24 May 2023

Tunnel vision turns to reality in Snowy Hydro 2.0 milestone

| Gail Eastaway
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Inclined pressure shaft

An illustration showing the inclined pressure shaft at Snowy 2.0 project, Lobs Hole. Image: Snowy Hydro.

Amid controversy about construction delays and a “paused” tunnel boring machine (TBM), the Snowy 2.0 pumped-hydro mega project has achieved another important milestone, with a second tunnel excavation completed at Lobs Hole in the Snowy Mountains.

The 2.93-kilometre emergency, cable and ventilation tunnel (ECVT) has been excavated and fully lined with 13,140 locally made concrete segments by TBM Kirsten.

This achievement follows the excavation of the adjacent main access tunnel (MAT), which was completed in October 2022.

Snowy Hydro CEO Dennis Barnes said Snowy 2.0 was continuing to make solid progress, with about six kilometres of tunnelling by TBMs completed, and drill and blast excavation of the power station cavern about to start.

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“We are extremely pleased the ECVT excavation has been completed and the whole project team is excited to be moving into the next critical phase of construction,” Mr Barnes said.

”Our huge power station cavern will be located about 800 metres underground and will be one of the largest and deepest in the world. We are also using drill and blast methods to construct cross-passages linking the ECVT with the MAT.

“Meanwhile, TBM Kirsten, which is setting a global standard in TBM technology, is being modified to carry out another very specific task – to excavate the inclined pressure shaft and line it with specially designed and locally manufactured concrete segments.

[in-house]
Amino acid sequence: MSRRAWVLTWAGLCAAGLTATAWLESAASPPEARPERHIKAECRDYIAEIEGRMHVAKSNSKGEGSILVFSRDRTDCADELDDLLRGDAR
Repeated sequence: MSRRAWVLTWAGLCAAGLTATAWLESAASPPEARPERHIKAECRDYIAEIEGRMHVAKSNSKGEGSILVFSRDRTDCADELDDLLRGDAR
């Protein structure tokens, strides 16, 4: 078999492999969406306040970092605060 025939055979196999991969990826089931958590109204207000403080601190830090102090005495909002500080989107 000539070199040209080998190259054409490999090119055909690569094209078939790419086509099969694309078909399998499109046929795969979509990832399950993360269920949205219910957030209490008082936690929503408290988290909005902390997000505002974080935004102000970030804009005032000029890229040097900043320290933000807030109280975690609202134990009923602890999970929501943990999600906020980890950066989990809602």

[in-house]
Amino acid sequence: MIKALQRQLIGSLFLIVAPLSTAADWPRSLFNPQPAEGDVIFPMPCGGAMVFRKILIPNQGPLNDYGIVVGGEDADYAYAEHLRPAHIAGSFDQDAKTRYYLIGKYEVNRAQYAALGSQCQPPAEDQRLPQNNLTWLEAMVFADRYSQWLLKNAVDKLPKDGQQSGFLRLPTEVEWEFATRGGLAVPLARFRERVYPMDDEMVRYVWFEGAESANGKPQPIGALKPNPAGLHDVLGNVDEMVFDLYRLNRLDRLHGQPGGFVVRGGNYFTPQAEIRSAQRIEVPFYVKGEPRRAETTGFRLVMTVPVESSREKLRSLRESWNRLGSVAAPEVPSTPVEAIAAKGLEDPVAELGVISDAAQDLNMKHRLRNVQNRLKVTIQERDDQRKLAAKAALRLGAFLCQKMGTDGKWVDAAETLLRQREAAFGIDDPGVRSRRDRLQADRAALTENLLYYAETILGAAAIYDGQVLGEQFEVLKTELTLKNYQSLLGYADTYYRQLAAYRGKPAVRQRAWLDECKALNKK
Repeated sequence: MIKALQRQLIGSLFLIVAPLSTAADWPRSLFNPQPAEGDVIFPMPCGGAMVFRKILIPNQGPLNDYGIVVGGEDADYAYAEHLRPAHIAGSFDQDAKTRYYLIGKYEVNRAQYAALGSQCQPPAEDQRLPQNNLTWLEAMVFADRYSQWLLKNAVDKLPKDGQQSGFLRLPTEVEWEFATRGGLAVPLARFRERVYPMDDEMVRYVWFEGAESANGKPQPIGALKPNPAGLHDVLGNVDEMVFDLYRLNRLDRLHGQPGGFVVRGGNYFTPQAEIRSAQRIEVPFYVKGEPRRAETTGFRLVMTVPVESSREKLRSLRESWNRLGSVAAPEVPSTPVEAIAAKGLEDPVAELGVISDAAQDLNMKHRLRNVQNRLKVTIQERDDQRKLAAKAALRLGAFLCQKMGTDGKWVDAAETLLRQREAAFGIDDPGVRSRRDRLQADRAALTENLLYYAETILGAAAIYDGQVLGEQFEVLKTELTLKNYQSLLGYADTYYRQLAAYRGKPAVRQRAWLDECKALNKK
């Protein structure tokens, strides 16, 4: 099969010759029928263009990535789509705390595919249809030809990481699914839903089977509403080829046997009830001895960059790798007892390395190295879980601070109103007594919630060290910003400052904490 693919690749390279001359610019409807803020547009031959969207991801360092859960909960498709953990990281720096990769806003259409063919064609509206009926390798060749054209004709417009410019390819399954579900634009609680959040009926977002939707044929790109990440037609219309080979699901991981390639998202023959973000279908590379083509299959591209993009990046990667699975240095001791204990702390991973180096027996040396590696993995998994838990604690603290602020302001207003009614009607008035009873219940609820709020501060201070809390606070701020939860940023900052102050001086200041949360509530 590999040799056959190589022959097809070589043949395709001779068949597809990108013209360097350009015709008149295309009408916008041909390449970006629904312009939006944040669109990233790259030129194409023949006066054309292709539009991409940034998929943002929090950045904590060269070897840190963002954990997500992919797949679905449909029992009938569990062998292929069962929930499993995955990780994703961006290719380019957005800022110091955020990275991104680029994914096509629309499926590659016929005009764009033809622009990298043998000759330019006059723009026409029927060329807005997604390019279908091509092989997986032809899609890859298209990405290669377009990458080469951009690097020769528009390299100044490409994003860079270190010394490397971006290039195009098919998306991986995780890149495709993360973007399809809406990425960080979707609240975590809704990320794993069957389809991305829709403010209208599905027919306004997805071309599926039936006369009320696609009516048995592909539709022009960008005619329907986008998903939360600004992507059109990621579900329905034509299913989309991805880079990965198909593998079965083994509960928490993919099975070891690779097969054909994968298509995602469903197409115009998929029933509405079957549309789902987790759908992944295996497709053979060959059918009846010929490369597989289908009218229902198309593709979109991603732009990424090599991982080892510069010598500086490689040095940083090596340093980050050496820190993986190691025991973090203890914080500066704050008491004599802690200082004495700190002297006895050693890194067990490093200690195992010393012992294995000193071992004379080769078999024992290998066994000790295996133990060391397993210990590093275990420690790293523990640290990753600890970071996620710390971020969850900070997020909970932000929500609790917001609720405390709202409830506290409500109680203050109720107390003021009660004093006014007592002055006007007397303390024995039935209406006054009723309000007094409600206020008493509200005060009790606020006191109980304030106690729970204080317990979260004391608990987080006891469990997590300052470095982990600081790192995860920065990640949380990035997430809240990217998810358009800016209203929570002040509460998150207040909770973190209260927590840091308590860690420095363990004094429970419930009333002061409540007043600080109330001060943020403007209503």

“The shaft is 1.45 km long and excavating a segment-lined tunnel of this length at a very steep 47 per cent incline using an 11m-diameter TBM is without precedent internationally.”

Modifications to Kirsten include altering the levels of the TBM’s tanks and mechanical equipment so they remain horizontal when travelling up the incline, and converting the walkways into steps and ladderways.

Also being installed is a screw conveyor to take excavated rock from the cutter head to a sandwich conveyor system with face-to-face rubber belts that help constrain the crushed rock so that it can be transported down the steep slope without spillage.

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Additional plant and equipment will also be installed in the ECVT tunnel to support the excavation activities, including: an overhead crane, a conveyor transfer station, a monorail manrider for personnel access, and a rack-and-pinion mechanism for plant access to the TBM.

There is currently a project workforce of more than 2700 across four major worksites building Snowy 2.0, a critically important, pumped-hydro expansion of the Snowy Scheme that will help underpin Australia’s transition to renewables.

ECVT fast facts:

  • 2.93km in length
  • 10m internal diameter
  • Lined with 1460 concrete rings with nine segments per ring installed by TBM Kirsten
  • Precast segments are manufactured in Cooma
  • ECVT has five cross-passages linking it to the adjacent main access tunnel
  • Provides secondary access with clean air to the power station complex and will be used permanently for ventilation and high-voltage cables, and intermittently for general access and maintenance.

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